24.Key Code

As more organizations switch to remote or hybrid work environments, businesses have started to rely on cloud computing and mobility to secure their company. Therefore, endpoint encryption on Linux servers has become all the more valuable and necessary. However, companies must properly configure and manage their endpoint devices to prevent cybercriminals from breaching systems and stealing sensitive data.

We at LinuxSecurity spoke with WinMagic, a leading endpoint encryption provider, to discuss how companies can fortify their infosec architecture with effective endpoint security strategies. This article will discuss improving manageability and compliance in enterprise encryption using WinMagic SecureDoc for Linux, a comprehensive disk solution.

FAQs: What is Enterprise Encryption?

Enterprise encryption is a higher-ranked form of coding that protects the data in your files from cloud security breaches. While typical encryption focuses on device-related keys, enterprise encryption takes it to a different level by making everything in a server inaccessible without said key. Such a system ensures that you do not face attacks on network security that could harm your company, including data loss, significant downtime, and reputational damage.

What is Enterprise-Level File Encryption?

Enterprise-level file encryption expands full-disk encryption, preventing unauthorized access in an even larger cybersecurity landscape. Throughout a piece of data’s lifecycle, enterprise-level file encryption will keep the product safe so that you never have to concern yourself with the possible implications of a network security threat. Here are the ways an enterprise encryption strategy prevents issues during the data’s entire life:

  • When data is At Rest, a company stores the information and does not actively pass it around devices and systems.
  • When data is In Transit, a business transfers the information to another location, either in the server, across devices, or to storage.
  • When data is In Use, an organization accesses the information regularly to update, view, and complete daily operations.

Who Should Encrypt the Data in My Company?

Typically, an administrator or employee of a higher ranking will be able to encrypt data. These workers know more about an organization's network security toolkits, so they can adequately implement and configure encryption keys in a business and keep data safe.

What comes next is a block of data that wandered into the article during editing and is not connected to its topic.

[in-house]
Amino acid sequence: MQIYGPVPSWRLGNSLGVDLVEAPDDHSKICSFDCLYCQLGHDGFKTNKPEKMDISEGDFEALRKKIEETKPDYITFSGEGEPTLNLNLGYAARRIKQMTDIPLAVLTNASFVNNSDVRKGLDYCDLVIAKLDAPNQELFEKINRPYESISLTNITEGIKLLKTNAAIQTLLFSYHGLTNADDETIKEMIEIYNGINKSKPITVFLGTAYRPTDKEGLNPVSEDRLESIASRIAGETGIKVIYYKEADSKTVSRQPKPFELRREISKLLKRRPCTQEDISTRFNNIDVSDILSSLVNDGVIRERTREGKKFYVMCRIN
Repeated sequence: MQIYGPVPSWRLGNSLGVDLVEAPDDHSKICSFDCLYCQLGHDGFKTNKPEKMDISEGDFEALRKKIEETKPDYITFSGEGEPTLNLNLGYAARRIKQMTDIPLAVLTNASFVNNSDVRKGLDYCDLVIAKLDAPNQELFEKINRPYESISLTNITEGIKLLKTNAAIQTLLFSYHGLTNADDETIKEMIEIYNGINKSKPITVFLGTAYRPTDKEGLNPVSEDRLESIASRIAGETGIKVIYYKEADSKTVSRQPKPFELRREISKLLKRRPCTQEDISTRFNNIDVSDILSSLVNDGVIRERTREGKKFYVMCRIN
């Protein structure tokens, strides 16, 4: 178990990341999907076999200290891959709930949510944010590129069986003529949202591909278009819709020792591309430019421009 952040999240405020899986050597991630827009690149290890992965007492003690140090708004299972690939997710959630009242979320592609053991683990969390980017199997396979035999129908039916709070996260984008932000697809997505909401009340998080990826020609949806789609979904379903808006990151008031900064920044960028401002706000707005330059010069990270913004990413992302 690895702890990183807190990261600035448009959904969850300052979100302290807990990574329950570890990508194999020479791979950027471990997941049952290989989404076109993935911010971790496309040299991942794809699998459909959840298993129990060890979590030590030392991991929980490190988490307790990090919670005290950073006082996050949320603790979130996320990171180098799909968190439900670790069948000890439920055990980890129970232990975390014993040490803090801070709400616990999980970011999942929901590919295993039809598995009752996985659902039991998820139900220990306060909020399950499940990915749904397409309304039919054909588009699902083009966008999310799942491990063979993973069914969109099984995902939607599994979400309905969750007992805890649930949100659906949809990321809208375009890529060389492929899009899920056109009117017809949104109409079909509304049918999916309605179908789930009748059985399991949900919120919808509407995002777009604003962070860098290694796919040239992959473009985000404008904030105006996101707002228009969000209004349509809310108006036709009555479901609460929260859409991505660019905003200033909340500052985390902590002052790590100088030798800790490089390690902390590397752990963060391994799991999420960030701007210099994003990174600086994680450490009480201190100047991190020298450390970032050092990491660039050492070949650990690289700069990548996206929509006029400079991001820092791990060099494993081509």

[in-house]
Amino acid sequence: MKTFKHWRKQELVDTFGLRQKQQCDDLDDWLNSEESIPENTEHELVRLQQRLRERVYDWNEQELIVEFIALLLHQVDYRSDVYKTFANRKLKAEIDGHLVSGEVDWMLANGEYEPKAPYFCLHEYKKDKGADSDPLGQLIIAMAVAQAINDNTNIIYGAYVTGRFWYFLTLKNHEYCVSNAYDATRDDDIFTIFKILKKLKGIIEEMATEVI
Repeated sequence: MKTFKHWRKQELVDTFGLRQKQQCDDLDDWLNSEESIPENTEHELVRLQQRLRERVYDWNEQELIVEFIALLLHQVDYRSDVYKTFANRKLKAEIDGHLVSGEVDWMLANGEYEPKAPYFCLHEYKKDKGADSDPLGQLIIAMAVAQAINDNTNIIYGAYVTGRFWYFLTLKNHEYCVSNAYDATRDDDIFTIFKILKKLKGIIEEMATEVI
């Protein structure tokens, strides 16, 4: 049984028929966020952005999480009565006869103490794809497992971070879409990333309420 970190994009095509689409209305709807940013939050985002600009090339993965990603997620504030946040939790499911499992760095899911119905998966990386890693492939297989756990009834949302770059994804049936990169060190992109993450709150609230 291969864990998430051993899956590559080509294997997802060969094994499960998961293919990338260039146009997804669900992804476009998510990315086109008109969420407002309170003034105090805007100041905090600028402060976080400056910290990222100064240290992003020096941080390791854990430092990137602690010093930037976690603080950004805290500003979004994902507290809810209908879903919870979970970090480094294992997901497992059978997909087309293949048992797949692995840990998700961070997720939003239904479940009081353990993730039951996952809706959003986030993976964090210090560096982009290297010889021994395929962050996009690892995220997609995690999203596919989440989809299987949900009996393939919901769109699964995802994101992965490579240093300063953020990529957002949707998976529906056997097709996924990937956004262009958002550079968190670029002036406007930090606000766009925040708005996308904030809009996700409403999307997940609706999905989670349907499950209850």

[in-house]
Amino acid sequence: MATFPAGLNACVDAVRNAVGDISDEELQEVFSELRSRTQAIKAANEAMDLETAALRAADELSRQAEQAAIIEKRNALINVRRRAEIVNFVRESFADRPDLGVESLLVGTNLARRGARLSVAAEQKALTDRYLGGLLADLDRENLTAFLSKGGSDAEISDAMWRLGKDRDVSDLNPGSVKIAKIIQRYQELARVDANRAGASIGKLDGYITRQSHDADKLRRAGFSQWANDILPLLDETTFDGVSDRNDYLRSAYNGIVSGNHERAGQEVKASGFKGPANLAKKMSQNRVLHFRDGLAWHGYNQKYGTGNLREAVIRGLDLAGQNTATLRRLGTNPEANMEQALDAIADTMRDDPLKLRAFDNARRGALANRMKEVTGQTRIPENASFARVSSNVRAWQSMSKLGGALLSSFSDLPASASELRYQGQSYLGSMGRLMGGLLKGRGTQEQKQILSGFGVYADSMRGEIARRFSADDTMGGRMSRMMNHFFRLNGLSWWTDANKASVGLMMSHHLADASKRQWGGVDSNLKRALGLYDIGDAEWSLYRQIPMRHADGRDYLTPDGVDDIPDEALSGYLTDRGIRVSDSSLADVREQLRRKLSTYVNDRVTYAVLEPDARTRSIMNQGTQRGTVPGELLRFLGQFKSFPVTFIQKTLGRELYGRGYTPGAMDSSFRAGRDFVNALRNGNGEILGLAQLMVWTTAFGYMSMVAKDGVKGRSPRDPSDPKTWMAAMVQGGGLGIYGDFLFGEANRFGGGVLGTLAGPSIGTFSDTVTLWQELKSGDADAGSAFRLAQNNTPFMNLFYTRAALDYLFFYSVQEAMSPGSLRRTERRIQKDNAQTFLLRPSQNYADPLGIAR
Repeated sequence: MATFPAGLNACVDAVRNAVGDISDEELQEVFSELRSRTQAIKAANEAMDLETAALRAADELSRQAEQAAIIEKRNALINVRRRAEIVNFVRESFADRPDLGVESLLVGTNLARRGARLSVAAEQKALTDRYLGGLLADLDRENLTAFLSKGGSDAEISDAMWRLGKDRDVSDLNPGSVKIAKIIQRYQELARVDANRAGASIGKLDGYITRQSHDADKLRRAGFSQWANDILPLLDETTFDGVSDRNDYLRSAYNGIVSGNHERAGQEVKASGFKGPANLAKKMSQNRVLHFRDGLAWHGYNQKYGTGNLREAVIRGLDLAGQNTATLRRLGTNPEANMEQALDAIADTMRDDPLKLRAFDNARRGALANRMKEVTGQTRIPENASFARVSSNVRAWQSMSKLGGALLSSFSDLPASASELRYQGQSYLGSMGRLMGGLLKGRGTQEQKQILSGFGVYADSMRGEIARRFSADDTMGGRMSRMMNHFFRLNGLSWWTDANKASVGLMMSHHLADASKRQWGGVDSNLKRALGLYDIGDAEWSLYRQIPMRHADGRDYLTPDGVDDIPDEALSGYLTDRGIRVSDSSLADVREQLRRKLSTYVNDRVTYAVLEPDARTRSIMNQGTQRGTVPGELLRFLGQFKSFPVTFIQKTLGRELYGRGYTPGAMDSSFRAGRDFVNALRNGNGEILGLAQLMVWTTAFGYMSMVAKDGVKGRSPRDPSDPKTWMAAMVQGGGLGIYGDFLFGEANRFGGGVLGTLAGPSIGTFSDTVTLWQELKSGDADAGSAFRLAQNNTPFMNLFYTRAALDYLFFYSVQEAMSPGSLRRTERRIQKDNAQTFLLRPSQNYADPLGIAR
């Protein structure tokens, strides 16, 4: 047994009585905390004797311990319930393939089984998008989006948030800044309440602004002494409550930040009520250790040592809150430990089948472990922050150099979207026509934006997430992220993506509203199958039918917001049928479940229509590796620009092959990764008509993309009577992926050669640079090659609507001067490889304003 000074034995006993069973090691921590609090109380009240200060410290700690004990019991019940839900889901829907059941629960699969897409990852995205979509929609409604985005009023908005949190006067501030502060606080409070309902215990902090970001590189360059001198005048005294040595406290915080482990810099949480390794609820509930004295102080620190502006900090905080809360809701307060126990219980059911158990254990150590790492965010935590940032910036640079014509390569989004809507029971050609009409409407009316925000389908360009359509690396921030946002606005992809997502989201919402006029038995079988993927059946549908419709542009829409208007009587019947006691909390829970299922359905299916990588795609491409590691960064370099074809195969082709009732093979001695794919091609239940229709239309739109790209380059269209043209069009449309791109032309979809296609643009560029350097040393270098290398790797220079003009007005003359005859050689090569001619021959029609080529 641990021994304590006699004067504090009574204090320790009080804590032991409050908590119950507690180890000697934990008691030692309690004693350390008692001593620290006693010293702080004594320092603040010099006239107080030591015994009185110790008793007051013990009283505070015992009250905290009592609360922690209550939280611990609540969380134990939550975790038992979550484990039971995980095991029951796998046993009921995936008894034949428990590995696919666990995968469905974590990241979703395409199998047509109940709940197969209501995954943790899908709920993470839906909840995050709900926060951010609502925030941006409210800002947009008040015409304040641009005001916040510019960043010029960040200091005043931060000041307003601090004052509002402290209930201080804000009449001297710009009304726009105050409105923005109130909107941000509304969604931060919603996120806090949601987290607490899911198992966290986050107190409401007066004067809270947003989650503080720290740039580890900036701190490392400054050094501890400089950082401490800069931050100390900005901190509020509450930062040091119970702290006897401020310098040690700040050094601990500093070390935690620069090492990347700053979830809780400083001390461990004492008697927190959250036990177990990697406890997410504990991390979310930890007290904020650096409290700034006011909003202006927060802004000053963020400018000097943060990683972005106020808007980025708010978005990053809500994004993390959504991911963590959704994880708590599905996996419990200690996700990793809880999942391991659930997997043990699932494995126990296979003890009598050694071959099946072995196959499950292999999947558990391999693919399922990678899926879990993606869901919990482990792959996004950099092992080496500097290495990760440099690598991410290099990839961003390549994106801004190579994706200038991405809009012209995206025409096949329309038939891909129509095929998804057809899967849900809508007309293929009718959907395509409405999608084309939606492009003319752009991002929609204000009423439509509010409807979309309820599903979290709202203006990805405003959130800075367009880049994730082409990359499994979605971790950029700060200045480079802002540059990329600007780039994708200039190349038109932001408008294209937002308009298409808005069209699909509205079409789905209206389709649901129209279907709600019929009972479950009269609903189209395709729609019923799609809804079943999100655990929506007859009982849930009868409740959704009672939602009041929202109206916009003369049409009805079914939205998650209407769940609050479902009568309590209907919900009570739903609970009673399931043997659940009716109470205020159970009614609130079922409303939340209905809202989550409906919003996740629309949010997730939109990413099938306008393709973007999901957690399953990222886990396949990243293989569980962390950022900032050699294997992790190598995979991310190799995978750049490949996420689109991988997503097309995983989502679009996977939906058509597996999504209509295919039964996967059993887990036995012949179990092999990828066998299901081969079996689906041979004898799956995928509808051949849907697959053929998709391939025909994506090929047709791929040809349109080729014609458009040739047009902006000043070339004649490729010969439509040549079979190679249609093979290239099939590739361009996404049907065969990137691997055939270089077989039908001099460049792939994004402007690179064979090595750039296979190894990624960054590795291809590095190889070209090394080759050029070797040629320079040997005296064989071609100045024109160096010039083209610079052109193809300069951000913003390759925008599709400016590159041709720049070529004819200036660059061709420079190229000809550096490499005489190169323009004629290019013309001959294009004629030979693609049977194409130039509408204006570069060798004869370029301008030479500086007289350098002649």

What Enterprise Data Encryption Solutions Does Linux Offer?

While Linux databases and endpoints are more secure than Windows cloud security frameworks, Linux is not entirely immune to malware attacks in network security and other threats. Malware incidents grew by over three hundred percent in 2020, and one in five Americans encountered ransomware. Linux endpoint encryption can only do so much to combat these threats. Cybercriminals started targeting Linux after realizing it was a secure network with a growing user base and powered various high-value systems worldwide. Therefore, organizations must protect their systems and information by utilizing robust security mechanisms on all Linux devices.

What Capabilities Does Linux Disk Encryption Carry?

Linux EncryptionEnterprises struggle with Linux’s built-in capabilities, as some employees might be confused about how to approach configuring the disk encryption options. Let’s review dm-crypt and LUKS and how users can implement their services on their Linux systems.

  • dm-crypt is a transparent disk encryption subsystem within the Linux kernel. This block device-based abstraction is ideal for Full Disk Encryption (FDE). The encryption can work over other block devices and utilizes cryptographic routines from the kernel’s Crypto API to enforce and install the encryptions.
  • Linux Unified Key Setup (LUKS) is a disk encryption specification that provides a cloud security framework for password management while being a platform-independent disk format that can use standard encryption headers to protect your server. LUKS is an enhanced cryptsetup that operates on Linux as a disk encryption backend for dm-crypt.

What Are The Best Business Key Management Strategies Companies Should Use?

Meanwhile, dm-crypt and LUKS can formulate a strong password authentication FDE application. However, using these features is not an enterprise-grade solution. WinMagic highlights the additional needs you must implement into your data at rest protection on Linux.

Strategy 1: IT Compliance and Centralized Management

Be sure that your regulatory cloud security policies follow local and industrial cybersecurity standards so that your system monitoring prevents misconfigured compliance. Encrypt sensitive data and protect intellectual property, which can help in the long run to avoid leaving your employees and clients in a panic if your server encounters network security issues.

The California Senate Bill 1386 was among the first of many U.S. and international security breach notification laws. The Bill required that organizations inform any victim of a breach of unencrypted personal information. Companies, however, do not need to notify the user of violations of encrypted information. Organizations must install a key management system to prove that all data is encrypted and does not require notification in the event of a breach. This centralized solution is crucial to ensuring compliance, protecting privacy, and creating a separation between higher and lower-level employees and their access to information.